Thursday, February 4, 2010

Variations on a villain

I drew this quick doodle a few nights ago and as I was coloring it, I was trying to figure out whether she was:

A. Disney villainess "Madame Medusa" (RESCUERS 1977), ten years after the movie? Maybe she's out of prison and married to someone high up in the Reagan administration...?


B. Paris Hilton in 25 to 40 years?

So scrapping the color in a fresh file, I decided to drop the other shoe and make it a sketch of "Medusa" which was the great Milt Kahl's 'swan song' character. Here (above) is the character as I could basically draw her myself. In other words: not "on model."

Pushing on, I decided to try drawing the character "on model", but without the aid of looking at any reference (i didn't have any at hand). I have tried to draw this character in the past but as with many of Milt's designs, it is virtually impossible to replicate as Milt drew it himself. This particular character was a very distinctly arch tour de force of drawing from him.
He is playing many contrasting forces against each other, and though the character never looks the same from one pose to the next, it is still completely consistent. Milt Kahl drew this character in an almost abstract expressionistic way, somehow pulling all these apparently competing ideas together perfectly: straight bony limbs, blobby sagging body, a face that is at once bony, smooth and pulpy at the same time and an unruly hair do, all moving in space fluidly, but in constant state of revision, as action and emotion demands.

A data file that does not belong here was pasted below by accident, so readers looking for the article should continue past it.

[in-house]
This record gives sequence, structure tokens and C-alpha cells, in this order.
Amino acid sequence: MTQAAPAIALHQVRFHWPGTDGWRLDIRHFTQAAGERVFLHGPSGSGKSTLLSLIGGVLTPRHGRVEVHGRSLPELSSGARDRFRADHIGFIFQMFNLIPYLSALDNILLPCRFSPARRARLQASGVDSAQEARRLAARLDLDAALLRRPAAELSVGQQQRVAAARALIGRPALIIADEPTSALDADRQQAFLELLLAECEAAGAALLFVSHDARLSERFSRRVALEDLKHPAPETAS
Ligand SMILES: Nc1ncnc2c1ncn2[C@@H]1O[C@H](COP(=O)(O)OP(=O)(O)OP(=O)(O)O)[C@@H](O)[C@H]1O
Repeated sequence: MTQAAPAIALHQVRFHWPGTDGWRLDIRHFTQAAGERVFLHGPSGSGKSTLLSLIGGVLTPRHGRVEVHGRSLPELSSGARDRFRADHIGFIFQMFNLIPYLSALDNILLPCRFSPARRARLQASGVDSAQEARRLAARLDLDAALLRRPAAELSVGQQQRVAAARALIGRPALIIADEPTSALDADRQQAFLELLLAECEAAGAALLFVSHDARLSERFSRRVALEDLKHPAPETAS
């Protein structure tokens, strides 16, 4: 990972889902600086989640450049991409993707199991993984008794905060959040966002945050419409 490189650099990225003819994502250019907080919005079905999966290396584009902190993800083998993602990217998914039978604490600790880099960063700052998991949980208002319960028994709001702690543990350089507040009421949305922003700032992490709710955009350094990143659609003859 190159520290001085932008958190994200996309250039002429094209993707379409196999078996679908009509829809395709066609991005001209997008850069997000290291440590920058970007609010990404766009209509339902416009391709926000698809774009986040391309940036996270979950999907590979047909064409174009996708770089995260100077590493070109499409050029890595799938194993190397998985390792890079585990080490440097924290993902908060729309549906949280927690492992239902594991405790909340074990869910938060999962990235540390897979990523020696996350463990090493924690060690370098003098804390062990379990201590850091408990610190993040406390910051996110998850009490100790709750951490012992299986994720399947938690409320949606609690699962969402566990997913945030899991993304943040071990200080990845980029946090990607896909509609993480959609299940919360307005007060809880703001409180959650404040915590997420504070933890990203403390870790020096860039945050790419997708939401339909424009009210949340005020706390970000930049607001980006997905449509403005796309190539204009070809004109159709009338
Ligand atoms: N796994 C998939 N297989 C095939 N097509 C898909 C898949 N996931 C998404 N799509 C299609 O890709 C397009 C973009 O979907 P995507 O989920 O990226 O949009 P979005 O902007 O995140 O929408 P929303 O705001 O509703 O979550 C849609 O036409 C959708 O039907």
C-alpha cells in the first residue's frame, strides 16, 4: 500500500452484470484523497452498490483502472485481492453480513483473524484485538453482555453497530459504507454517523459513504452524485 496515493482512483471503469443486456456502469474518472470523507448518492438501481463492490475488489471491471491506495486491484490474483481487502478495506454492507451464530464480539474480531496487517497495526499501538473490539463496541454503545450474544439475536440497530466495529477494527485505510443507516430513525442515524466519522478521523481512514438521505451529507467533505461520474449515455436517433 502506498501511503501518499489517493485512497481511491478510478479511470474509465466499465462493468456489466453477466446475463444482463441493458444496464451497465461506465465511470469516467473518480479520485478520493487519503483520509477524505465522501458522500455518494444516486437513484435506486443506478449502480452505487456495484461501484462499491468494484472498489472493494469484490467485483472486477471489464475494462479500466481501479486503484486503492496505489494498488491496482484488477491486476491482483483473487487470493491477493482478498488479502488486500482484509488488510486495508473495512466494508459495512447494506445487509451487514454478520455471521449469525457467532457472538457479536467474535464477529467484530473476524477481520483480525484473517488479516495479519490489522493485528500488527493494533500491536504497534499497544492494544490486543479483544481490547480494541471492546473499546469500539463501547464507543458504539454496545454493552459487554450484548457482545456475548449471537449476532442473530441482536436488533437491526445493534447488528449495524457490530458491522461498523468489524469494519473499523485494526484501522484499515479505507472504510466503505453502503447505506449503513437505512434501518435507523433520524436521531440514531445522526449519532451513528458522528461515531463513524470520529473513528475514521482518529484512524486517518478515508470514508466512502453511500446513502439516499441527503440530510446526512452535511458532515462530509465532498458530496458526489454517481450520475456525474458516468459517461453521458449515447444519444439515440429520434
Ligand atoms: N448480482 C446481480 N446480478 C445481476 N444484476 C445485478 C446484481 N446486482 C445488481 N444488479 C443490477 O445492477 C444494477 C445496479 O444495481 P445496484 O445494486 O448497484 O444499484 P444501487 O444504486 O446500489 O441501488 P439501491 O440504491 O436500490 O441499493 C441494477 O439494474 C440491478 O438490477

The brilliant animator Sandro Cleuzo writes often on his blog about Kahl, and his observations and posts are always great to read. I have not studied Kahl anywhere near as closely as Sandro, and I don't think I was able to actually pull off a true "on model" sketch here, but the difficulty of the character was an interesting challenge to give myself. It is almost as if Milt may have been able to harmonize various drawing ideas which normally compete or cancel each other out. There's a very strange tension going on in the design between realism and caricature that is hard to describe, but as I was drawing I definitely felt the delicate mix of the two pulling each other back and forth. I never met the man but from all evidence whatever he was doing he was probably more conscious of the pure sweat and fun involved than in any theoretical analysis.

Really an amazingly sophisticated piece of work in an unfortunately mediocre movie.

One footnote i have to add is that while getting the drawing right is important, the color design (self inked lines especially crucial) is a major part of the character.

Oh yeah: This is 100% original fan art. No financial profit taken and the copyright for the character belongs to The Walt Disney Company.


RooniMan said...

Thats Kahl for ya. Only HE would dare to move this and other characters around in space and make them flow easily. Incredible skill he had.

Stephen Worth said...

Have you ever seen the movie, "Whatever Happened to Aunt Alice?" It's got to be where they got the idea to cast Geraldine Page. She chomps through the scenery exactly like Madame Medusa. Wonderful cartoony acting.

Will Finn said...

The only movie i recall seeing Geraldine Page in was the very un-medusalike TRIP TO BOUNTIFUL. I know on camera Milt mentioned referencing her performance in SWEET BIRD OF YOUTH for some of the acting. Medusa does have a lot of Ms. Page in her for sure, visually as well as aurally.

Very possible AUNT ALICE was the catalyst tho, sounds worth checking out...

ThomasHjorthaab said...

Awesome Will!:D

Eric Noble said...

Fantastic cartooning. Maybe not on model, but still very fun to look at and helps recapture some of that spirit. Great work Will.

Rick Roberts said...

An amazing variation on an already great character design.